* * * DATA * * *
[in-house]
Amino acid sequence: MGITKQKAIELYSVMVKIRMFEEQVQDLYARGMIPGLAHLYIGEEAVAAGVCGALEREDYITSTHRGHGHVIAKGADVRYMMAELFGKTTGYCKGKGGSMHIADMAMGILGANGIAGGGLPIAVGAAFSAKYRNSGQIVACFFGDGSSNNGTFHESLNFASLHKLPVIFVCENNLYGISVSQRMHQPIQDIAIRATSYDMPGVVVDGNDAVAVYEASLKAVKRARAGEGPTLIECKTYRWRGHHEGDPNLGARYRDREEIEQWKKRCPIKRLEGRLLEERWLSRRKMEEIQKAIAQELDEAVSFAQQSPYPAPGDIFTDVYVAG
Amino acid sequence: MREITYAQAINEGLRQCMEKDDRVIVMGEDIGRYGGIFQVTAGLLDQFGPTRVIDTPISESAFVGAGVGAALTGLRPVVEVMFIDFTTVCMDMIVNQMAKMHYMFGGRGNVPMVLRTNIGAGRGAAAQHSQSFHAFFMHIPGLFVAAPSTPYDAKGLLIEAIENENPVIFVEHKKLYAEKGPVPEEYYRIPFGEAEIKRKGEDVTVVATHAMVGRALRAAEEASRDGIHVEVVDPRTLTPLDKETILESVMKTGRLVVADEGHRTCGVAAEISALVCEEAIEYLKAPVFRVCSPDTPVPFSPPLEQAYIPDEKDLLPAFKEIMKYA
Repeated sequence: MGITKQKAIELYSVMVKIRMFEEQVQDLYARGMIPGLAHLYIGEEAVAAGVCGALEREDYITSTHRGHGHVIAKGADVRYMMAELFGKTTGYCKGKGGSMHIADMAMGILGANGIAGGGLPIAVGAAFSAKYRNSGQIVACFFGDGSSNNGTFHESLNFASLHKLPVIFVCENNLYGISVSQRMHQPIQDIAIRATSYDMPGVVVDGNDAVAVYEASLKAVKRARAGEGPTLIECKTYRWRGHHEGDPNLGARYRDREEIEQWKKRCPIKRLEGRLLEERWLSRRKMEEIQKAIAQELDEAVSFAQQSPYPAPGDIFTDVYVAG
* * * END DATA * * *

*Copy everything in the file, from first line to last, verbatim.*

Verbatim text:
[in-house]
Amino acid sequence: MGITKQKAIELYSVMVKIRMFEEQVQDLYARGMIPGLAHLYIGEEAVAAGVCGALEREDYITSTHRGHGHVIAKGADVRYMMAELFGKTTGYCKGKGGSMHIADMAMGILGANGIAGGGLPIAVGAAFSAKYRNSGQIVACFFGDGSSNNGTFHESLNFASLHKLPVIFVCENNLYGISVSQRMHQPIQDIAIRATSYDMPGVVVDGNDAVAVYEASLKAVKRARAGEGPTLIECKTYRWRGHHEGDPNLGARYRDREEIEQWKKRCPIKRLEGRLLEERWLSRRKMEEIQKAIAQELDEAVSFAQQSPYPAPGDIFTDVYVAG
Amino acid sequence: MREITYAQAINEGLRQCMEKDDRVIVMGEDIGRYGGIFQVTAGLLDQFGPTRVIDTPISESAFVGAGVGAALTGLRPVVEVMFIDFTTVCMDMIVNQMAKMHYMFGGRGNVPMVLRTNIGAGRGAAAQHSQSFHAFFMHIPGLFVAAPSTPYDAKGLLIEAIENENPVIFVEHKKLYAEKGPVPEEYYRIPFGEAEIKRKGEDVTVVATHAMVGRALRAAEEASRDGIHVEVVDPRTLTPLDKETILESVMKTGRLVVADEGHRTCGVAAEISALVCEEAIEYLKAPVFRVCSPDTPVPFSPPLEQAYIPDEKDLLPAFKEIMKYA
Repeated sequence: MGITKQKAIELYSVMVKIRMFEEQVQDLYARGMIPGLAHLYIGEEAVAAGVCGALEREDYITSTHRGHGHVIAKGADVRYMMAELFGKTTGYCKGKGGSMHIADMAMGILGANGIAGGGLPIAVGAAFSAKYRNSGQIVACFFGDGSSNNGTFHESLNFASLHKLPVIFVCENNLYGISVSQRMHQPIQDIAIRATSYDMPGVVVDGNDAVAVYEASLKAVKRARAGEGPTLIECKTYRWRGHHEGDPNLGARYRDREEIEQWKKRCPIKRLEGRLLEERWLSRRKMEEIQKAIAQELDEAVSFAQQSPYPAPGDIFTDVYVAG